The original Borderlands is most often called a “surprise hit”, not because everyone was expecting it to be rubbish, just that nobody was expecting the level of success it achieved.
Backing up for a sequel is often fraught with peril, but after the huge success of the original and its raft of very popular downloadable content, Gearbox was always going to take another crack at the world of Pandora.
But how do you top a game famous for having a bazillion guns? Gearbox reckon the key is a bazillion times more guns than before. And a proper storyline that makes some kind of sense. And a ton more memorable characters and locations.
So, basically, MOAR EVERYTHING!
Pandora, the world of Borderlands, has been colonised and mined and plundered by generations of humanity. An ancient alien civilization set up shop untold millenia before and what they left behind has been the target of treasure hunters and mega corporations ever since.
The original Borderlands heroes were Vault Hunters, fortune seeking mercenaries inspired by tales of the incredible wealth locked away by the ancients. Without spoiling anything, the truth was a little different but that hasn’t stopped Vault Hunters continuing to seek their fortunes on the surface of Pandora.
Turns out, Pandora’s a big planet and there wasn’t just one vault. How convenient!
Your epic quest for ever shinier loots and/or vaults full of cash is punctuated by increasingly violent confrontations with the forces of your competitor, Hyperion’s “Handsome Jack”. In light of some of Jack’s more heinous actions towards Pandora’s populace, players will naturally assume they are the heroes of the game.
Jack’s not having a bar of that. As far as he’s concerned, he’s the hero of this tale and with his army of Hyperion soldiers and robots he’s going to bring civilization to Pandora… even if he has to kill most of the inhabitants, and the Vault Hunters, to do it. You may have arrived on Pandora seeking your fortune but you’re quickly wrapped up in a fight for survival and freedom from tyranny and injustice… Also, Jack’s kind of an asshole. He takes time out of his busy schedule to tell you he named his pony (made of living diamonds) Butt Stallion. He also intermittently communicates with you throughout the game to relay anecdotes from his attempts to subdue the world, or to comment on your progress. Sneeringly.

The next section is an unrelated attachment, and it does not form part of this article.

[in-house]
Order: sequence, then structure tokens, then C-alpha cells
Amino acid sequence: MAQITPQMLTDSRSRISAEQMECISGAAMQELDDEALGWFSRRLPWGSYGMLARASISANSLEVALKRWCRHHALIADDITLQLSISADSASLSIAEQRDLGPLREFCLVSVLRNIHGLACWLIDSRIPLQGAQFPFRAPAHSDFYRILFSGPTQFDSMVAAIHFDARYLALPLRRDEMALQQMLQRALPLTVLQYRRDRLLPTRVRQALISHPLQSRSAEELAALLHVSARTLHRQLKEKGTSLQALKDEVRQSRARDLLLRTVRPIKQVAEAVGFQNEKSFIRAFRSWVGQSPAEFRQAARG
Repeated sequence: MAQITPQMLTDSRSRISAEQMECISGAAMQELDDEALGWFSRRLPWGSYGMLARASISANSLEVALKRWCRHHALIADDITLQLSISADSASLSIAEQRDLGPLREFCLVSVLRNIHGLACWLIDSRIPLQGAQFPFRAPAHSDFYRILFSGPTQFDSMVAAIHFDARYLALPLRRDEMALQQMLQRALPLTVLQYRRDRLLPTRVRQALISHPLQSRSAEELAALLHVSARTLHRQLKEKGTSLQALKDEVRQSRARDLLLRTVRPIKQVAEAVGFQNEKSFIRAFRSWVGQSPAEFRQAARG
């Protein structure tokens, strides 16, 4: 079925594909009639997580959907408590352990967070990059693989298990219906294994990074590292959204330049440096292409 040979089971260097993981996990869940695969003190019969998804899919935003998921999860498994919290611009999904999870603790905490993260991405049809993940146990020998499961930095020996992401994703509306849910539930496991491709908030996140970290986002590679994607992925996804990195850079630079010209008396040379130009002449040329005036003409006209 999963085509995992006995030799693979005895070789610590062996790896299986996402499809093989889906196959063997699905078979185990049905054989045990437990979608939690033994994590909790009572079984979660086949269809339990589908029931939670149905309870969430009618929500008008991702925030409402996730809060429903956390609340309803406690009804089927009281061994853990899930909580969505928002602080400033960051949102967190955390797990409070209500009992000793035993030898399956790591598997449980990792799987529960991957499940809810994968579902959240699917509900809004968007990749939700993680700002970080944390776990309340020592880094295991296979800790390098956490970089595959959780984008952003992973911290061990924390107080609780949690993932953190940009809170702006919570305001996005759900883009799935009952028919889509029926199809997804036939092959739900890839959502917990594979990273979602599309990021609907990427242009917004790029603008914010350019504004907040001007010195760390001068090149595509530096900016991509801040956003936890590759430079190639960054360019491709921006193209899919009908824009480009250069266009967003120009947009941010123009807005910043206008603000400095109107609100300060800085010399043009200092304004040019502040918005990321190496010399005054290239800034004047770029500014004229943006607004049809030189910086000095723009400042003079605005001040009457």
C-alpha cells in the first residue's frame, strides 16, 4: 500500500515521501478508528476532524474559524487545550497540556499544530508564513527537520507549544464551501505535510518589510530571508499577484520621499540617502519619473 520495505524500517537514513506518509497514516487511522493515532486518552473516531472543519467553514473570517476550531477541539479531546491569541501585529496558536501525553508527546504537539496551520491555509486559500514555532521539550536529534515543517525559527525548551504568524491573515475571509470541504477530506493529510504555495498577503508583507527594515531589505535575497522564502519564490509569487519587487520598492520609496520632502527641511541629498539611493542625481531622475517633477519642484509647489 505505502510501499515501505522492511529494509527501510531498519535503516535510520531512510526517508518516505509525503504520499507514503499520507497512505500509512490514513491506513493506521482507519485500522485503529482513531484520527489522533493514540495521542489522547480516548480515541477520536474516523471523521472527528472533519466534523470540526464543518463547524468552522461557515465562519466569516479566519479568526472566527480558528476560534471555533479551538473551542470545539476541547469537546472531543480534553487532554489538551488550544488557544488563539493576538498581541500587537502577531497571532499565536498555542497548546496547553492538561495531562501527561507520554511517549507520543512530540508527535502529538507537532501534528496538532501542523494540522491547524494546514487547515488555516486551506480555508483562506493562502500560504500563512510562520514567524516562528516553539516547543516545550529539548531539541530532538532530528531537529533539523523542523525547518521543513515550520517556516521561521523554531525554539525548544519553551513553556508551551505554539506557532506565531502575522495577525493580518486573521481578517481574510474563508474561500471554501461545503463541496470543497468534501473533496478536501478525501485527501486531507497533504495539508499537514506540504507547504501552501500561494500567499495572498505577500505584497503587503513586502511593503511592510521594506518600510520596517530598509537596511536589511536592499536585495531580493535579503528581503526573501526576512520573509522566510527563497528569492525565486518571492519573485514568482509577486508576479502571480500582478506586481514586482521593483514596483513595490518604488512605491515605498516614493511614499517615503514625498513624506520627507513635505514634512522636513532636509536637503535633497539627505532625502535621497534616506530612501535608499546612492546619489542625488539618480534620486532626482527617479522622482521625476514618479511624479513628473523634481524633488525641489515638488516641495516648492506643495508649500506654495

Not all of the humour is so crude and immature as Jack’s pony naming… but there’s quite a few juvenile references, such as the outdoor toilet with a “No Fapping” sign on the side. The developers are also not afraid to work a little humour into explaining some of the game-y concepts to you, with the account-wide item stash being initially explained in grandiose terms by Clap-Trap… who finally relents and says simply, “Look, it’s for twinking items between your characters.” Pandora may be a somewhat bleak place to live but humanity is resilient and will find humour in any situation. The world is surprisingly a lot more believable for it, too.
Of course a shooting game is nothing if the shooting’s not fun, even when the game has some RPG elements braided into its hair. Borderlands 2‘s gunplay is generally more satisfying than its predecessor while also being a lot more visually impressive. Barrels on minigun-style rifles will spin faster as you fire longer, the hammer on a Jakob’s revolver can be rapidly fanned just like you’re an Old West cowboy and there’s even some guns with stabilising fins that flex and reposition themselves as you fire.
It’s not just bullets you’ll be firing, either. Rockets, grenades, flares, flechettes both regular and explosive, frickin’ laser beams… And not always from the expected delivery systems! Rifles sometimes fire mini-rockets or lasers, pistols spit out flechettes, submachine guns fire a stream of fiery energy balls which switch to homing fiery energy balls when you use the attached scope. I once found a rifle with a much higher damage rating that was shooting rockets rather than bullets, giving me some good splash damage on top of the solid direct damage.